Myocyte and calcium flows

Myocyte contraction and calcium ion flow

The graphic shows the Ca2+ transport pathways in a myocyte. When an action potential arrives, voltage-dependent Ca2+channels open upon depolarization (1).

Myocyte and calcium flows

Myocyte contraction and calcium ion flow

The local rise in intracellular Ca2+ levels triggers Ca2+ release channels on the sarcoplasmic reticulum to release Ca2+, further increasing the free calcium ion concentration (2).

Myocyte and calcium flows

Myocyte contraction and calcium ion flow

Some of the calcium ions are extruded from the myocyte in exchange for sodium ions (3).

Myocyte and calcium flows

Myocyte contraction and calcium ion flow

The graphic shows the Ca2+ transport pathways in a myocyte. When an action potential arrives, voltage-dependent Ca2+channels open upon depolarization (1). The local rise in intracellular Ca2+ levels triggers Ca2+ release channels on the sarcoplasmic reticulum to release Ca2+, further increasing the free calcium ion concentration (2). Some of the calcium ions are extruded from the myocyte in exchange for sodium ions (3). Other calcium ions bind to intracellular buffers such as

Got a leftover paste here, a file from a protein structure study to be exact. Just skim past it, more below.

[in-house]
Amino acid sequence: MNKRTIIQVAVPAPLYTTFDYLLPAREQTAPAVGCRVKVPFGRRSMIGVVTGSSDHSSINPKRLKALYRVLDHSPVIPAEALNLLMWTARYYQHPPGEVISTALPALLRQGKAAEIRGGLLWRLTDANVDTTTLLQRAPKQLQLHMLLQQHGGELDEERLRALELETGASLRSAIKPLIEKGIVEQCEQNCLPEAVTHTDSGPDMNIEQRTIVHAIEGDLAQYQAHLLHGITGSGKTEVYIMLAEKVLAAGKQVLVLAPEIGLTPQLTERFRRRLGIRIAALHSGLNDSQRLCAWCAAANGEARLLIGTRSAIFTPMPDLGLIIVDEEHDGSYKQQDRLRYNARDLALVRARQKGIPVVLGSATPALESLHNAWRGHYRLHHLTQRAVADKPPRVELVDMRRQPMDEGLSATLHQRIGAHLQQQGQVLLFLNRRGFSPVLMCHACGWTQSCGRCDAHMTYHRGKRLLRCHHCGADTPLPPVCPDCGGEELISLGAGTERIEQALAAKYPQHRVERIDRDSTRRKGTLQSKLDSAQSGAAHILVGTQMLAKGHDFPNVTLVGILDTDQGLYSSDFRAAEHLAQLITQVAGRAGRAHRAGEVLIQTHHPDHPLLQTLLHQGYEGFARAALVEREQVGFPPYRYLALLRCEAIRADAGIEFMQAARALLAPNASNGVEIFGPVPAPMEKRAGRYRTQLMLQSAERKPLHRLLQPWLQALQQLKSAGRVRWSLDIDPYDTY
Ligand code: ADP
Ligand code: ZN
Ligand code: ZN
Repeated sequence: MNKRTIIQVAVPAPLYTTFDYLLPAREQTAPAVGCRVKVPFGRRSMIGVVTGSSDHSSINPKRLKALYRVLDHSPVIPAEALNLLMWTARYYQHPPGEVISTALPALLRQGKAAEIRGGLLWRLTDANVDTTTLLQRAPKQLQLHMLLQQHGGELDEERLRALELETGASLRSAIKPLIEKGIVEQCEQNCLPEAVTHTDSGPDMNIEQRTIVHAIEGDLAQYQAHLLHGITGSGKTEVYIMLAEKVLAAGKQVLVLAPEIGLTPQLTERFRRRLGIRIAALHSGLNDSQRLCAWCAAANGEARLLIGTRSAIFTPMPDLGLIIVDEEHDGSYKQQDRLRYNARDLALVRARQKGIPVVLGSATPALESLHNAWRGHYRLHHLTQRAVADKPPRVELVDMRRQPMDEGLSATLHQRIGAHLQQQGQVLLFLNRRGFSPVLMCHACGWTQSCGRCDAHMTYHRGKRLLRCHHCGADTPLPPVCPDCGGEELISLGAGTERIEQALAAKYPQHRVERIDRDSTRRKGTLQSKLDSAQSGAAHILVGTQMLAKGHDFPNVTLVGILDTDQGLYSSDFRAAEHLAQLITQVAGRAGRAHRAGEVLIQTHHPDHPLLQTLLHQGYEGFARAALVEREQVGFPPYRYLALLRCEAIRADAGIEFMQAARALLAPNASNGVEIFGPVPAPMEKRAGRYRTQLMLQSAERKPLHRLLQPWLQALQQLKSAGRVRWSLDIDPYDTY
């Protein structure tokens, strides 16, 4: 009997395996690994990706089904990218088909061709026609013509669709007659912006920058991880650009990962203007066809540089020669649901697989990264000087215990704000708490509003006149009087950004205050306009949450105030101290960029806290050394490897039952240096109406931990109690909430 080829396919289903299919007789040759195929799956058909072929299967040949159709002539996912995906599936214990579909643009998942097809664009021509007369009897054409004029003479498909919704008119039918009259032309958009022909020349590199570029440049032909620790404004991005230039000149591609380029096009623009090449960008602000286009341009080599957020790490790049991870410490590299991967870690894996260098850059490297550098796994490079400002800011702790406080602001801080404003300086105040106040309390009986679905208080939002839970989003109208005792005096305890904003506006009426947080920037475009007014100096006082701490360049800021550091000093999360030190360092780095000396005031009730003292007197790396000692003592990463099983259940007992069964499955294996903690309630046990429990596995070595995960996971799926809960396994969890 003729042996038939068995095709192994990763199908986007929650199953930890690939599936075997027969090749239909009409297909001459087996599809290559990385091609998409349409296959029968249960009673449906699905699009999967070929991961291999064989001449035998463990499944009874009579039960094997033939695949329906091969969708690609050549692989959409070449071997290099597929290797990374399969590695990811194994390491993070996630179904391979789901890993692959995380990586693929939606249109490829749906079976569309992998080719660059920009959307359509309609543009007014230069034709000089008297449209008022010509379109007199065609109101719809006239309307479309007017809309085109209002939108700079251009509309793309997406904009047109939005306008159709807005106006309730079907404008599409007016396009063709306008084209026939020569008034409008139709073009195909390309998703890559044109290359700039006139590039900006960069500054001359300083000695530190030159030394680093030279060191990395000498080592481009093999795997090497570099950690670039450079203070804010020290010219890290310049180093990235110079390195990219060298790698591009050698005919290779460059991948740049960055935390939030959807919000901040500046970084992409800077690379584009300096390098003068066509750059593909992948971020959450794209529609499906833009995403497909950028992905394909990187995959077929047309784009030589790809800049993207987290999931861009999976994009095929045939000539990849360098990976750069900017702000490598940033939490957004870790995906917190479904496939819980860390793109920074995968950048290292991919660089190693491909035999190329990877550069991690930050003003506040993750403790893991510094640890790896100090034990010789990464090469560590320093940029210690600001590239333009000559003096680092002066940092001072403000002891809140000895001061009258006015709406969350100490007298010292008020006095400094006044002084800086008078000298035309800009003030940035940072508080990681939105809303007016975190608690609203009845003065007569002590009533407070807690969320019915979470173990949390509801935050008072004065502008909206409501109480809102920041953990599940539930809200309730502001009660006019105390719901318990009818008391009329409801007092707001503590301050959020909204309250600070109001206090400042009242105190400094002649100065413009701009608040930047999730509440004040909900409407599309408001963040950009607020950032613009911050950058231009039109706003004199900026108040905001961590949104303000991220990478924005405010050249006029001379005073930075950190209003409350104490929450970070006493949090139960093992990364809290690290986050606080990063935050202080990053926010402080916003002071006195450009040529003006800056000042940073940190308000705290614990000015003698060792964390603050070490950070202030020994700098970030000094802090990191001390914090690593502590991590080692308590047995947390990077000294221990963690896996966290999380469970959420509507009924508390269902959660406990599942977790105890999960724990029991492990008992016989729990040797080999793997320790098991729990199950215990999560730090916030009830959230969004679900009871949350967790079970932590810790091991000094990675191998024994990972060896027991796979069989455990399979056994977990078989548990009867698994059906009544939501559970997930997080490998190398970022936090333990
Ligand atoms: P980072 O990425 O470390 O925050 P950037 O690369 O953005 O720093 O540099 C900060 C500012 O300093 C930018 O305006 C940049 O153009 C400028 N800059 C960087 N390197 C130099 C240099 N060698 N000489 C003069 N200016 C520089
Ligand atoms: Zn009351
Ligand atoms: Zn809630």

mitochondria and calmodulin (4). Ca2+also binds to troponin in the contractile elements, resulting in contraction of the myocyte (5). At the end of the action potential, the Ca2+ levels in the cell are restored by various mechanisms: passive outflow via the Na+/ Ca2+ exchanger (3) and re-uptake in the sarcoplasmic reticulum via ATP-driven Ca2+ pumps (6). The Na+/K+-ATPase pump in the cell membrane restores the resting membrane potential, preparing it for a new depolarization.

1

Myocardial muscles differ from normal muscles because they

2

Actions of angiotensin II include:

3

Following acute haemorrhage, the following compensatory mechanism occurs:

4

Contraction of the myocardium depends on